Pool Re completes £2.3 billion retrocession, which includes terror cat bond

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Pool Re, the UK government backed mutual terrorism reinsurer, has announced the completion of its £2.3 billion retrocession programme, led by reinsurance giant Munich Re.

Pool Re logoThe programme is the largest terrorism risk placement ever, and was completed with more than 50 global reinsurance companies, led by Munich Re.

Providing cover on a three-year basis, the retrocession programme is structured as an aggregate excess of loss treaty which will attach if the firm experiences losses above £500 million in any year, after member insurers’ combined retention of £250 million per event, or £400 million in aggregate.

The 2019 programme is £200 million larger than Pool Re’s 2018 placement, and includes the firm’s recently launched £75 million Baltic PCC Limited (Series 2019) catastrophe bond transaction, the first terror cat bond in the market’s history.

Pool Re explains that the retro coverage wraps around the cat bond to form a notional layer of £200 million in excess of £500 million.

Interestingly, Pool Re provides some details about its 2019 retro reinsurance programme, revealing that the risk was modelled leveraging its own model, developed in partnership with Cranfield University and reinsurance broker Guy Carpenter.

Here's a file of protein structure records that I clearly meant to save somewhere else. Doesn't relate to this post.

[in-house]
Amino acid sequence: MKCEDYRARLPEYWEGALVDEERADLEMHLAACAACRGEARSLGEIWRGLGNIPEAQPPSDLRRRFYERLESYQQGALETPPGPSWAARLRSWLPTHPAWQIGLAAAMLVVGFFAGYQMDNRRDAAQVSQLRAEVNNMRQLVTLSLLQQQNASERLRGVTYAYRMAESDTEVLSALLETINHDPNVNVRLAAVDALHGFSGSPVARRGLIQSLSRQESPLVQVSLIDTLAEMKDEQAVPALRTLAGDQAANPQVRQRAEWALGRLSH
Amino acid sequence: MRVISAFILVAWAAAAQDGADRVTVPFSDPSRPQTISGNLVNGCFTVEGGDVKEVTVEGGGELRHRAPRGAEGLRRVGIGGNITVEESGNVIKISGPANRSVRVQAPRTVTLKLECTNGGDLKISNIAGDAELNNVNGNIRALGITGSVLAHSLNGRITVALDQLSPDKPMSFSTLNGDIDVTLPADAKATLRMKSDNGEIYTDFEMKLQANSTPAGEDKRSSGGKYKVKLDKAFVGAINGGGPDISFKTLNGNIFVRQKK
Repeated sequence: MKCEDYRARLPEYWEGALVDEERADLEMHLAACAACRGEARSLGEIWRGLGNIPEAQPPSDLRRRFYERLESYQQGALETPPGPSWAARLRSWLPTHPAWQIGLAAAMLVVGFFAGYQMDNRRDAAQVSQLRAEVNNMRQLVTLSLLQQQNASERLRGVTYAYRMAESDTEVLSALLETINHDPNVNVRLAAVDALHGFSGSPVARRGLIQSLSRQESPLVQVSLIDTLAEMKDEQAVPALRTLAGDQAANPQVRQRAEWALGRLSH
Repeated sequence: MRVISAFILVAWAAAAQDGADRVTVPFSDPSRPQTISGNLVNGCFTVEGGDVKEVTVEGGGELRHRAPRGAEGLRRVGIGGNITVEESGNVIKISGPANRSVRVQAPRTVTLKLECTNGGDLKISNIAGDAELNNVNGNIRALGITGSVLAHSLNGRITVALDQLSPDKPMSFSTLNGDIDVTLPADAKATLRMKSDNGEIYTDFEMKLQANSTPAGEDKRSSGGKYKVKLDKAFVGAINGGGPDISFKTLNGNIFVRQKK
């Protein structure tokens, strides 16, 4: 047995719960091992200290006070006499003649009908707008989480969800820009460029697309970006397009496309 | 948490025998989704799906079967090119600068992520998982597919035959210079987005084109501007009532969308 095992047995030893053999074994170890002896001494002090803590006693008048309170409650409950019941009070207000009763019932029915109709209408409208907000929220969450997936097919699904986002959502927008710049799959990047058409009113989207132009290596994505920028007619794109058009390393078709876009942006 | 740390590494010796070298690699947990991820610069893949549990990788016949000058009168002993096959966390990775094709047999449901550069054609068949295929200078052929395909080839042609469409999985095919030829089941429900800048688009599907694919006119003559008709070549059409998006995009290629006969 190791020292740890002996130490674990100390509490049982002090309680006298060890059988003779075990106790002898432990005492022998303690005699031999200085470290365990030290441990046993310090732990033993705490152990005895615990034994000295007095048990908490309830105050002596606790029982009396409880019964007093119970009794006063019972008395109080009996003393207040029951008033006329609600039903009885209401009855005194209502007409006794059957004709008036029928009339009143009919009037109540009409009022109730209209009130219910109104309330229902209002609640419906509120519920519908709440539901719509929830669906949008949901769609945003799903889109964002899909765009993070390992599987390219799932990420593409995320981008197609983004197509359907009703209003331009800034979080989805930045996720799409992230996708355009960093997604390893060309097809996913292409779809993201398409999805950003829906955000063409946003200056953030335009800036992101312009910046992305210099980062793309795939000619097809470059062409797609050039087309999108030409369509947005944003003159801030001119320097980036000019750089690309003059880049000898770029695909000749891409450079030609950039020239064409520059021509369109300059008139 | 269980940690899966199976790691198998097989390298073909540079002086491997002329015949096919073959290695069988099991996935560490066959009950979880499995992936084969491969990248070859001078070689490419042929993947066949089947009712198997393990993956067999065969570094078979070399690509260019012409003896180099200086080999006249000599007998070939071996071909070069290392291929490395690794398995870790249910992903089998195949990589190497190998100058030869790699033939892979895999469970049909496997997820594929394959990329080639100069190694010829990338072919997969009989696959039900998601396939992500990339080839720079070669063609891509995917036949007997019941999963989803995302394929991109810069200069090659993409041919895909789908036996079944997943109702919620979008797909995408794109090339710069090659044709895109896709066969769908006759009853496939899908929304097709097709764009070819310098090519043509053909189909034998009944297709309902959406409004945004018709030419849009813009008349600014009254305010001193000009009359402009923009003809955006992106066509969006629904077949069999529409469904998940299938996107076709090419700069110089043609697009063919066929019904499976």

For the first time, it fully deployed Computational Fluid Dynamics in order to assess blast risk, which considers how blast move over, around and also between buildings. The 2019 retrocession cover in place, offers protection for property damage arising from nuclear, biological, chemical, and radiological attacks; those arising from cyber-triggered terrorist losses; as well as conventional terrorist acts, says Pool Re.

Pool Re Chief Executive Officer (CEO) Julian Enoizi, said: “We are delighted with the ongoing support we have received from our continuing reinsurers, and pleased to welcome new carriers to the risk, and I thank Guy Carpenter for their efforts in completing this record-breaking placement. It provides resilience for UK businesses, while moving the taxpayer even further away from their implicit coverage of extreme commercial losses from terrorism.”

Steve Coates, Pool Re’s Chief Underwriting Officer (CUO), added: “As our modelling technology has improved, we have been able to increase appetite for a share of Pool Re’s assumed risk. We will continue to look for increased retrocession and capital markets capacity to shift even more of that risk to the private sector, provided of course the capacity is of acceptable security and can be written on a long-term basis.”

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